# The minimal statistical interpretation is neither minimal nor statistical

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• Demystifier
In summary, the Ballentine interpretation is neither minimal nor statistical because it insists that there is no wave function collapse, or state reduction.
Demystifier
Gold Member
Those days I'm in the mood of criticizing the Ballentine's statistical interpretation, also known as the minimal statistical interpretation. Here I will argue that it is, in fact, neither minimal nor statistical.

The main culprit is that Ballentine repeatedly insists that there is no wave function collapse, or state reduction, or whatever one wants to call it. I'm not saying that Ballentine is wrong about that. What I am saying is that an interpretation which insists that there is no collapse is neither minimal nor statistical.

Why is it not minimal? Because a minimal interpretation should be agnostic about any claim that cannot be directly checked by experiments. The Ballentine interpretation is in agreement with experiments, but there are interpretations which claim the existence of collapse, which are in agreement with experiments too. So the truly minimal interpretation would be the purely instrumental interpretation which is agnostic on the existence of collapse. The Ballentine interpretation is not agnostic, hence it's not minimal.

Why is it not statistical? In the purely statistical interpretation, where the wave function is just a probability amplitude and nothing else, the collapse obviously exists. That's because the probability (conditional probability, to be more precise) suddenly changes when new information (about the measurement outcome) arrives. Therefore the state, which is nothing but the probability amplitude, suddenly changes as well, and this sudden change is called collapse (or state reduction). So the interpretation which insists that there is no collapse is not purely statistical.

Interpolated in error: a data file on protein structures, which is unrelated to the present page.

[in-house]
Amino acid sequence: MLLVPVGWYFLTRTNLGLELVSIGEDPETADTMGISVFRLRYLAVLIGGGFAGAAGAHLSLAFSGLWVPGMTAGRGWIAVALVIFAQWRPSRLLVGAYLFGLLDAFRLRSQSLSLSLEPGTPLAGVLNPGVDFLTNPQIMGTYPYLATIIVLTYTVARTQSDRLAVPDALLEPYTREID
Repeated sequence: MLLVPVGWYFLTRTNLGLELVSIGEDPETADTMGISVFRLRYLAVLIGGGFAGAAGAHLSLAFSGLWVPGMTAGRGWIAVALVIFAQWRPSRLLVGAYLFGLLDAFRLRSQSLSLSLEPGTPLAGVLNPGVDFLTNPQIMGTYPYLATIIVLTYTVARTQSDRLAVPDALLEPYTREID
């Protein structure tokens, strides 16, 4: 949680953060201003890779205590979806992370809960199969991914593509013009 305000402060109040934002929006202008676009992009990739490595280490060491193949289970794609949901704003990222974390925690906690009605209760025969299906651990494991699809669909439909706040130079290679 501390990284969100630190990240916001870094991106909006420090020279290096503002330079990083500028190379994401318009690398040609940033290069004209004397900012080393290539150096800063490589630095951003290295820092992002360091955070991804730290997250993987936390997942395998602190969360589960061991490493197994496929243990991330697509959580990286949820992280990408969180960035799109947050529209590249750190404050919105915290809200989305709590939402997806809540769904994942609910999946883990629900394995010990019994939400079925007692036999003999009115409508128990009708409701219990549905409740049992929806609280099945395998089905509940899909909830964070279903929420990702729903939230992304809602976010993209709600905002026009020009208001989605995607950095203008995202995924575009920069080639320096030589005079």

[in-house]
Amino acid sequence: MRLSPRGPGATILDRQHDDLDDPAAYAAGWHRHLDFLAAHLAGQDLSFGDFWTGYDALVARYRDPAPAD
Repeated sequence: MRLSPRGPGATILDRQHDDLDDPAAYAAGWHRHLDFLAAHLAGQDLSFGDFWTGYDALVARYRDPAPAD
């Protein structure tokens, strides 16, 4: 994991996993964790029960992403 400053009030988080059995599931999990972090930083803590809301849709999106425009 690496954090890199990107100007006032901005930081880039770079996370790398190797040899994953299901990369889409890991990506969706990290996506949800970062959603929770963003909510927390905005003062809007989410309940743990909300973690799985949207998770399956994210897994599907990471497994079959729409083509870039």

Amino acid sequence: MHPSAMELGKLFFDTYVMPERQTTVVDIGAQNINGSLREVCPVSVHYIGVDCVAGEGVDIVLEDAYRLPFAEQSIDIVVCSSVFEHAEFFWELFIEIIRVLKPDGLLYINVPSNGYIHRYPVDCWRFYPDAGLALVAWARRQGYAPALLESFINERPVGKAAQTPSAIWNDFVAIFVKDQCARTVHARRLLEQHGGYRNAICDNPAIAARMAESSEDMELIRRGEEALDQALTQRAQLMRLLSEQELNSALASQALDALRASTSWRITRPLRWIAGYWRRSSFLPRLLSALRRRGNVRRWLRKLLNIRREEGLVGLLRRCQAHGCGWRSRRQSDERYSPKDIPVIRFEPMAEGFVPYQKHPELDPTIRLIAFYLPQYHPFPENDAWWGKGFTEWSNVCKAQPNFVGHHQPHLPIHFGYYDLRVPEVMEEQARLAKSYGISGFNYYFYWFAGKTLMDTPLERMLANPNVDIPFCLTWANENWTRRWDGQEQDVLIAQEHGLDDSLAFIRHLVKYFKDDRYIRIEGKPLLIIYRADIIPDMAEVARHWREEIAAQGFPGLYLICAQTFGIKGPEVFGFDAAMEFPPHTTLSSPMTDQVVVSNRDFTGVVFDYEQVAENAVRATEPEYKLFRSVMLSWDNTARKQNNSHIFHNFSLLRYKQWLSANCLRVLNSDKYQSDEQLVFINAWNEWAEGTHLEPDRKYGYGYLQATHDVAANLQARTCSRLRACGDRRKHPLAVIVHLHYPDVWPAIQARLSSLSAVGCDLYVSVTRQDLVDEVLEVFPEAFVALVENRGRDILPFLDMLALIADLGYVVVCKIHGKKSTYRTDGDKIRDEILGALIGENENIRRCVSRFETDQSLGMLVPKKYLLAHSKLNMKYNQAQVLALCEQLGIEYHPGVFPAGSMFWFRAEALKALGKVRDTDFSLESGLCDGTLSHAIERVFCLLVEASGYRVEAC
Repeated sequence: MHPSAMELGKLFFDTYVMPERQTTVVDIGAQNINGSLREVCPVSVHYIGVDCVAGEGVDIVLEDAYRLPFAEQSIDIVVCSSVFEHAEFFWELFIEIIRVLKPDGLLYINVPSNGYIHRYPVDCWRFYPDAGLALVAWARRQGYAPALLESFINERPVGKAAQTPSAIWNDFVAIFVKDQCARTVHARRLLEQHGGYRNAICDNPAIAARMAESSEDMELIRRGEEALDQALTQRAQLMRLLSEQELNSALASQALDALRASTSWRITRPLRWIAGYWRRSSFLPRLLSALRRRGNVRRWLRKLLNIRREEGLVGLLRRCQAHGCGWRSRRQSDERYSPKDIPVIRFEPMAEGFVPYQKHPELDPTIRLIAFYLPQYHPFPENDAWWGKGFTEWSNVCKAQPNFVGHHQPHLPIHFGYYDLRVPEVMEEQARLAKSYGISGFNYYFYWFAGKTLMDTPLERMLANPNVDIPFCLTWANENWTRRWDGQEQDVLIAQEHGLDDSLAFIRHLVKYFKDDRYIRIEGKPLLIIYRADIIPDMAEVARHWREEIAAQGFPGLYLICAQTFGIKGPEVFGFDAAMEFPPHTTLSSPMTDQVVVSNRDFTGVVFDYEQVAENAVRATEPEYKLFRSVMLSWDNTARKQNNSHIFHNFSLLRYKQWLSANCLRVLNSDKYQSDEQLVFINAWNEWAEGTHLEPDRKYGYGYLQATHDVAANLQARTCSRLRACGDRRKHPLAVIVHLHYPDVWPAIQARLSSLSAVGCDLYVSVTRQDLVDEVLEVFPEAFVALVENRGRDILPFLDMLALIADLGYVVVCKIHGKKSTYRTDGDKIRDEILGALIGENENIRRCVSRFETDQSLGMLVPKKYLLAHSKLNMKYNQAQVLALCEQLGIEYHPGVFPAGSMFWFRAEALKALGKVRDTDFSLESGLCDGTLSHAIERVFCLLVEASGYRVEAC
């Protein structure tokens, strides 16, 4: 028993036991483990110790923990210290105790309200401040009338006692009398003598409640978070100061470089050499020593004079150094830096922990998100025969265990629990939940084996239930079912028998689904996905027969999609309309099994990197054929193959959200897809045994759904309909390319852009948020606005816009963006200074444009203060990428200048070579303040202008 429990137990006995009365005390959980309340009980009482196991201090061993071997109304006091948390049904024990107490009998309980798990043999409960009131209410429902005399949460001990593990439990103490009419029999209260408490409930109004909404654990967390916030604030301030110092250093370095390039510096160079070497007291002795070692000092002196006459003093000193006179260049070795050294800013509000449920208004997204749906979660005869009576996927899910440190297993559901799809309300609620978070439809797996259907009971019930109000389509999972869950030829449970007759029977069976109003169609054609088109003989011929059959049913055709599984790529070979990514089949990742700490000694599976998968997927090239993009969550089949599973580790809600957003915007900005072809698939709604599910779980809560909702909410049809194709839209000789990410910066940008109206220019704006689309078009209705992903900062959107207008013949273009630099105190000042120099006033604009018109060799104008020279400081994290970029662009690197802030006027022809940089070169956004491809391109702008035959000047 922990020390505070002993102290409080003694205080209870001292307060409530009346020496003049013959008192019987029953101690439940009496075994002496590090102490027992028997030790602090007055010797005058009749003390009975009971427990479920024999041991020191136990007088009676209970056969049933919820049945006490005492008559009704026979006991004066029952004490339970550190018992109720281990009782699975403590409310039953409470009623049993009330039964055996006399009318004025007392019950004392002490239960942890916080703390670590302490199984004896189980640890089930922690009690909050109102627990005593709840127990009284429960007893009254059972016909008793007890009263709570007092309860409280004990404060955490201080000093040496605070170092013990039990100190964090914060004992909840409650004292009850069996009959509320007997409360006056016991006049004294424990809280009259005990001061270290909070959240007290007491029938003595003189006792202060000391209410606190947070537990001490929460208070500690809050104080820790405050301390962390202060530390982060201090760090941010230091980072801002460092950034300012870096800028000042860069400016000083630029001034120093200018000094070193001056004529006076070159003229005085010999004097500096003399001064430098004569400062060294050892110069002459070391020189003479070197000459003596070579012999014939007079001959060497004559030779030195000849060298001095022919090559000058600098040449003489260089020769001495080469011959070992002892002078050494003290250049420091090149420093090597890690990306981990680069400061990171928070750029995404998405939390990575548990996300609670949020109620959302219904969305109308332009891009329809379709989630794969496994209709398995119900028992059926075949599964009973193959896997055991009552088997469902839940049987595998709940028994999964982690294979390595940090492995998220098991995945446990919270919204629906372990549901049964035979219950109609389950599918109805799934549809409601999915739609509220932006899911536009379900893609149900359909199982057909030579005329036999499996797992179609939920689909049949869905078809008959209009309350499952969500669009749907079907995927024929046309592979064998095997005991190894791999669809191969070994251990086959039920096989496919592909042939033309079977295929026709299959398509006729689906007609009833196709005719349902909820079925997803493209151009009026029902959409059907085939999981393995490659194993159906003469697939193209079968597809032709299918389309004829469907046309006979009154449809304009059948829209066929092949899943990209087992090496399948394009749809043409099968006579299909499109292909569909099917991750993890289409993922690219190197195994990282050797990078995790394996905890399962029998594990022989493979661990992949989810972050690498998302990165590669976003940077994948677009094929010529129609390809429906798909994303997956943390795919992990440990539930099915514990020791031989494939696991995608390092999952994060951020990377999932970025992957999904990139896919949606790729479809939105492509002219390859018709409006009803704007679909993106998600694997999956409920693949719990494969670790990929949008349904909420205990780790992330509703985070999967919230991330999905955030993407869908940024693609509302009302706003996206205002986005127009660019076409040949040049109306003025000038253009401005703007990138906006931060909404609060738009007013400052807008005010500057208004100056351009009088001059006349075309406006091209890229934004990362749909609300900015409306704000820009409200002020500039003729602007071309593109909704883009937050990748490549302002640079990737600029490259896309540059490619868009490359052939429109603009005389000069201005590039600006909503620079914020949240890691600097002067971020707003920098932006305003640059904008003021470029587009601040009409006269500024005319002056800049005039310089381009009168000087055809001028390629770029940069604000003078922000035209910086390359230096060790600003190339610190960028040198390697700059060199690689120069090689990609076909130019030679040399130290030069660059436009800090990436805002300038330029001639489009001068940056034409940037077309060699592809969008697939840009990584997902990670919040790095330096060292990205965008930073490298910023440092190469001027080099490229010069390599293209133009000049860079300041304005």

So what is the Ballentine interpretation really? It's hard to tell. It's some incoherent mixture of pure instrumentalism and implicit additional variables interpretation, in which explicit talk about additional variables is forbidden (because there is no explicit experimental evidence for their existence). I would describe it as what remains when one first starts with a Bohmian interpretation, then integrates out (averages over) all the unknown details of microscopic Bohmian beables, and finally gets confused by trying to completely forget the Bohmian beables.

EDIT: After a long discussion, in the post
https://www.physicsforums.com/threa...r-minimal-nor-statistical.998661/post-6450421
I have concluded that the so-called "minimal" interpretation is in fact the maximal interpretation, or maximal denial interpretation to be more precise.

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bhobba, Delta2, Lord Jestocost and 2 others
Well, these statements are also interpretation dependent themselves.

Concerning the first part, I would say that to have a collapse you go beyond pure interpretation but you need a true extension of QT which involves a collapse, because in standard QT there is no collapse in the dynamics. A well-known example for such an extension of QT is GRW (Ghirardi-Rimini-Weber model).